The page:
The New Jersey General Assembly this evening44-30 in favor of Assembly Bill 1465, which removes criminal penalties for the possession of approximately one-half ounce of approved the measure by a unanimous vote.
Presently, the possession of this amount of marijuana carries a penalty of up to a $ 1000 fine and six months in jail. A conviction also in a criminal record that cannot be expunged for at least five years, the loss of driving privileges, and other penalties.
The measure now awaits action from the state Senate. If you reside in New Jersey, you can here to contact your state Senator and urge them to support this important legislation.
If the bill obtains Senate approval it will still face a major hurdle, as Governor Chris Christiestated he intends to veto the bill should it reach his desk. (An of the Governor’s veto would require 54 ‘yes’ votes in the Assembly and 27 ‘yes’ votes in the Senate.) It is unfortunate that the Republican Governor and former federal prosecutor refuses to listen to the will of the voters, as a November 2011 Eagleton found that 58 percent of New Jersey residents believe that penalties regarding the use of marijuana should be decreased and 55 percent of them believe that marijuana possession penalties ought to be be eliminated entirely.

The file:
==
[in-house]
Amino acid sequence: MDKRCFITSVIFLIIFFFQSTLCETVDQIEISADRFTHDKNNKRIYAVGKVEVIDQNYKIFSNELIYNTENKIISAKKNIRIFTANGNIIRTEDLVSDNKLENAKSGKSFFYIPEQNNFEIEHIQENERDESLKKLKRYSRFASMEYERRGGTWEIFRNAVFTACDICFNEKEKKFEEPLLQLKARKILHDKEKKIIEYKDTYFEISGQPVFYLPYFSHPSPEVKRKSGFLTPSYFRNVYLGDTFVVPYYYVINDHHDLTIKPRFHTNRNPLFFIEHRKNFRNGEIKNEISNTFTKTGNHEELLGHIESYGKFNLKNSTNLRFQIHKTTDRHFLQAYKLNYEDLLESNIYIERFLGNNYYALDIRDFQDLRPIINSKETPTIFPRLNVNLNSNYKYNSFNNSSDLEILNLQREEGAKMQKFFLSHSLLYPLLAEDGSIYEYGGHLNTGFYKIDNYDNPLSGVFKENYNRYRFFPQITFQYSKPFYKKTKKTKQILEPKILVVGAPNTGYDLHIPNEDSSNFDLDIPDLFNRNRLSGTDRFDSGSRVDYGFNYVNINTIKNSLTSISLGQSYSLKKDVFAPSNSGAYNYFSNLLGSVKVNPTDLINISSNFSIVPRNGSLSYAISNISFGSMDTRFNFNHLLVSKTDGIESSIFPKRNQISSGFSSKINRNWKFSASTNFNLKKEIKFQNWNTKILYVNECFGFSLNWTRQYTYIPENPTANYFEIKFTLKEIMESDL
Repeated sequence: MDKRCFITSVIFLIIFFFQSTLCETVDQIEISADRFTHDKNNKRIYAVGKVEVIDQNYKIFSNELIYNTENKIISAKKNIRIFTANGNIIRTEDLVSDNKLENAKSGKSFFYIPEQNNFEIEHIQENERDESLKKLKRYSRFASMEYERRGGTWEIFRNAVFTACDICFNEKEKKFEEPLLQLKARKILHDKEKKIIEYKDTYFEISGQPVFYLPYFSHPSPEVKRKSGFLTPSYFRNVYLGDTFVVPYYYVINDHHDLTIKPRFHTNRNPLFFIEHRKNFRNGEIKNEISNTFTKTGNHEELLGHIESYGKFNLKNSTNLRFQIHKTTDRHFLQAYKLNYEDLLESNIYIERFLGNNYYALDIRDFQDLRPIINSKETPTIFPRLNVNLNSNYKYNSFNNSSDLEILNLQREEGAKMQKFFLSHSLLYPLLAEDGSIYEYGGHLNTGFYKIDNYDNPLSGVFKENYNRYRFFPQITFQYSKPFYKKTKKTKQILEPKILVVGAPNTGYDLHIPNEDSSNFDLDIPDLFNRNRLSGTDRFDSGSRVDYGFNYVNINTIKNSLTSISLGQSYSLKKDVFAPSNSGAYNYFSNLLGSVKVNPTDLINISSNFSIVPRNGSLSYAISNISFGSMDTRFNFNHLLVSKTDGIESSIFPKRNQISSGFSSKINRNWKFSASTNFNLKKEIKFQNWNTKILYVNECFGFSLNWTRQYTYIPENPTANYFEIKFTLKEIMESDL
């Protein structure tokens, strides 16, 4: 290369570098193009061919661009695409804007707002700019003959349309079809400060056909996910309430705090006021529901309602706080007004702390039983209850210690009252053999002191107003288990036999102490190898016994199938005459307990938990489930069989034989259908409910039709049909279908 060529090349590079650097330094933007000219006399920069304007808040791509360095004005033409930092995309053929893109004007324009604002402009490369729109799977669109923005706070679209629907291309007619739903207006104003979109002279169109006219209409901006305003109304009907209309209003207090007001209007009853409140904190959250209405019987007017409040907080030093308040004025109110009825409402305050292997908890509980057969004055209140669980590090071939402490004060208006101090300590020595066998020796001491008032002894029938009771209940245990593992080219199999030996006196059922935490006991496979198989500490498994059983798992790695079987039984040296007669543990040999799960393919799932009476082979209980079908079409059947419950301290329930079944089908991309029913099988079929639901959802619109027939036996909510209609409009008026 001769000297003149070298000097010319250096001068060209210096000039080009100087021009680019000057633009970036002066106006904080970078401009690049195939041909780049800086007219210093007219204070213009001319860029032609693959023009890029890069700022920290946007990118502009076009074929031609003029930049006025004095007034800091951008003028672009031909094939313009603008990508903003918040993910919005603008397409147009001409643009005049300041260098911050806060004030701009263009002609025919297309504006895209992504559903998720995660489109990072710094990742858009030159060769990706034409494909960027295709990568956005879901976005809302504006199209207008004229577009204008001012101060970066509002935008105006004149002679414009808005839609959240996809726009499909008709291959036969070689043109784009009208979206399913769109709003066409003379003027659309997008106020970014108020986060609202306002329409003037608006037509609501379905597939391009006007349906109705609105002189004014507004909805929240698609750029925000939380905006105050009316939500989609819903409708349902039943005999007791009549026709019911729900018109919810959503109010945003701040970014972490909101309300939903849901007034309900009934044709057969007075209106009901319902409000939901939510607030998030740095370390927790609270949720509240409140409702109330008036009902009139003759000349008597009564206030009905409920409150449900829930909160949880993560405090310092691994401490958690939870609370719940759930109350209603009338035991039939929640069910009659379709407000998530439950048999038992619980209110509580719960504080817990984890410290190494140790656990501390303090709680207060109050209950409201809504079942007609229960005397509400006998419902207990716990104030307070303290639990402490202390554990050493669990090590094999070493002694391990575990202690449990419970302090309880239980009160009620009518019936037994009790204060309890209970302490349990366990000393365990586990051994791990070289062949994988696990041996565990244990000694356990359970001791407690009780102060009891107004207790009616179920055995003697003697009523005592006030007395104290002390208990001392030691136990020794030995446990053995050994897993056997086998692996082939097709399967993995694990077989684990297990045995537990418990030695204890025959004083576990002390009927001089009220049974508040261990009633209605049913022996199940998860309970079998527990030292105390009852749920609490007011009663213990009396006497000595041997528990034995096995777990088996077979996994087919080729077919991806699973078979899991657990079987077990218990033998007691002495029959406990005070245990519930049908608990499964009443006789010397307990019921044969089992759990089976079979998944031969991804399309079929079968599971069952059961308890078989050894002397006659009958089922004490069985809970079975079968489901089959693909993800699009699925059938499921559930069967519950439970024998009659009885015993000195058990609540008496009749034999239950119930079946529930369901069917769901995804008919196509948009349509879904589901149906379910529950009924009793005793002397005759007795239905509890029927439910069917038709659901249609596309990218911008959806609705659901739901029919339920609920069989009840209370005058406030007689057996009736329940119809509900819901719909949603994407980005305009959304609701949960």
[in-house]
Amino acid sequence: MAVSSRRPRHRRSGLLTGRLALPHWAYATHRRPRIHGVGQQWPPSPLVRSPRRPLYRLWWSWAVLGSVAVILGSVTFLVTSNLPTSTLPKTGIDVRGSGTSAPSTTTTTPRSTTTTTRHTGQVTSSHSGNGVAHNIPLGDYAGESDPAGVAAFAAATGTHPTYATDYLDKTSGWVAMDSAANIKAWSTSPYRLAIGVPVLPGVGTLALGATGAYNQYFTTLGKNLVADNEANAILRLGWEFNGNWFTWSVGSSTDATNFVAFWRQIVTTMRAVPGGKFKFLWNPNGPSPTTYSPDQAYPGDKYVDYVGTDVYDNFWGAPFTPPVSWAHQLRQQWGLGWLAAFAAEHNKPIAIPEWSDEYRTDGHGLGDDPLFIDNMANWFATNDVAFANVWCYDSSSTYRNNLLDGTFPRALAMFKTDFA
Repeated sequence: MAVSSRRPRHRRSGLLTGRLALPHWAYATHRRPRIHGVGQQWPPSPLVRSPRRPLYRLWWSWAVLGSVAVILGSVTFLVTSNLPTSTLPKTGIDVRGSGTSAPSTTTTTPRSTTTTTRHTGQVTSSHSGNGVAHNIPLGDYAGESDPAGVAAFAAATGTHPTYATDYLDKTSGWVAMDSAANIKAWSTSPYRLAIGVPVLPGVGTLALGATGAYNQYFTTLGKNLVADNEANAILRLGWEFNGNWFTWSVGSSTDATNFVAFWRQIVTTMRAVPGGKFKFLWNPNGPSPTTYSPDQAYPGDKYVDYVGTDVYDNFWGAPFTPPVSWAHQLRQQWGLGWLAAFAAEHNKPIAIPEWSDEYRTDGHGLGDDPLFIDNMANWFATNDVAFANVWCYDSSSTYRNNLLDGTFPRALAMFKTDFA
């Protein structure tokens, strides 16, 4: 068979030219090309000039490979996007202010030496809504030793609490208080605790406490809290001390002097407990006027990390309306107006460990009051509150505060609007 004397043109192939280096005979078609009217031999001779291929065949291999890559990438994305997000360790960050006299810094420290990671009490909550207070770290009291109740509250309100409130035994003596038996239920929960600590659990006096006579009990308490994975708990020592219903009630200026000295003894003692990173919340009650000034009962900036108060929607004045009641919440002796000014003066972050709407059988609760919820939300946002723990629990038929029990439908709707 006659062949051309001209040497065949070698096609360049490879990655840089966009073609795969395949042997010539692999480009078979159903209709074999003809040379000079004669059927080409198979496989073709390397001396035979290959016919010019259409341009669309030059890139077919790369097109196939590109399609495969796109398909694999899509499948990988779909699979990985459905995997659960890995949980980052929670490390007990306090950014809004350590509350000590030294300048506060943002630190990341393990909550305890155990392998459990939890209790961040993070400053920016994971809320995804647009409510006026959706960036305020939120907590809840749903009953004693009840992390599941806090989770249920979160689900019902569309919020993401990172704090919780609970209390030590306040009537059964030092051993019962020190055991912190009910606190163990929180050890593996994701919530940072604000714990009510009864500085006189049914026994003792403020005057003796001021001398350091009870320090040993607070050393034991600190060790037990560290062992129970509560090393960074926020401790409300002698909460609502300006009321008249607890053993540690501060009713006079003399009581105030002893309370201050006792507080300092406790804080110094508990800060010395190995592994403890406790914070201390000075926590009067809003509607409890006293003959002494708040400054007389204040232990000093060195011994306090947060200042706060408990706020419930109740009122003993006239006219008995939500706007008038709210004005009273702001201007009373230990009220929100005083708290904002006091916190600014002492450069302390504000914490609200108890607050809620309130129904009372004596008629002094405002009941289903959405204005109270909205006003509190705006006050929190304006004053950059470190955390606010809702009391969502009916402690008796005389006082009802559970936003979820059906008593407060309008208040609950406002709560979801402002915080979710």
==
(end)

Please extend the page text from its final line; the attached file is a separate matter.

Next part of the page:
Just days earlier, Rhode Island Gov. Lincoln Chafee decriminalization measure into law, amending pot possession penalties from a criminal misdemeanor (punishable by one year in jail and a $ 500 maximum fine) to a non-arrestable civil offense — punishable by a $ 150 fine, no jail time, and no criminal record.a similar marijuana
Massachusetts, Nebraska, New York, and Oregon — similarly define the private, non-medical possession of marijuana by adults as a civil, non-criminal offense.– California, Colorado, Connecticut, Maine,
— Minnesota, Mississippi, Nevada, North Carolina, and Ohio — treat marijuana possession offenses as a fine-only misdemeanor offense. imposes no criminal or civil penalty for the private possession of small amounts of marijuana.